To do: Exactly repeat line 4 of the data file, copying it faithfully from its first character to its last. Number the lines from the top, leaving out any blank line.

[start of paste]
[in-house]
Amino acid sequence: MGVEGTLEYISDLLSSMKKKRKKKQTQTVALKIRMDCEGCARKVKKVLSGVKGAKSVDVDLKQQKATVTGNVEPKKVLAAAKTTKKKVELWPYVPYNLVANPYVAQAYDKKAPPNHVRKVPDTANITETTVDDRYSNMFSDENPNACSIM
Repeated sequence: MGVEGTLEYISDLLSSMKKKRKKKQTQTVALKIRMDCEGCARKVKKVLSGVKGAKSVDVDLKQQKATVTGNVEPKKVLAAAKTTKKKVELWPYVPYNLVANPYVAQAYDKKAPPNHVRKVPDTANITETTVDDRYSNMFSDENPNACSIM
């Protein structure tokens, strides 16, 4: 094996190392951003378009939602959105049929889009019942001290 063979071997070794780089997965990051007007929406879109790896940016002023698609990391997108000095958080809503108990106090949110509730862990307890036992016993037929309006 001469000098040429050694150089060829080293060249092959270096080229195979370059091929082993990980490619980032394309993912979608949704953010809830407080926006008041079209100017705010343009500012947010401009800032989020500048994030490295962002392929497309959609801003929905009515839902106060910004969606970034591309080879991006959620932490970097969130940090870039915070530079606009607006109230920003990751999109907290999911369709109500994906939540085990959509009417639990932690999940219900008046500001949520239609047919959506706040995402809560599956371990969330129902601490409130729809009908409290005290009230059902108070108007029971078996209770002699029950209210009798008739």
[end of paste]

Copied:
């Protein structure tokens, strides 16, 4: 094996190392951003378009939602959105049929889009019942001290 063979071997070794780089997965990051007007929406879109790896940016002023698609990391997108000095958080809503108990106090949110509730862990307890036992016993037929309006 001469000098040429050694150089060829080293060249092959270096080229195979370059091929082993990980490619980032394309993912979608949704953010809830407080926006008041079209100017705010343009500012947010401009800032989020500048994030490295962002392929497309959609801003929905009515839902106060910004969606970034591309080879991006959620932490970097969130940090870039915070530079606009607006109230920003990751999109907290999911369709109500994906939540085990959509009417639990932690999940219900008046500001949520239609047919959506706040995402809560599956371990969330129902601490409130729809009908409290005290009230059902108070108007029971078996209770002699029950209210009798008739």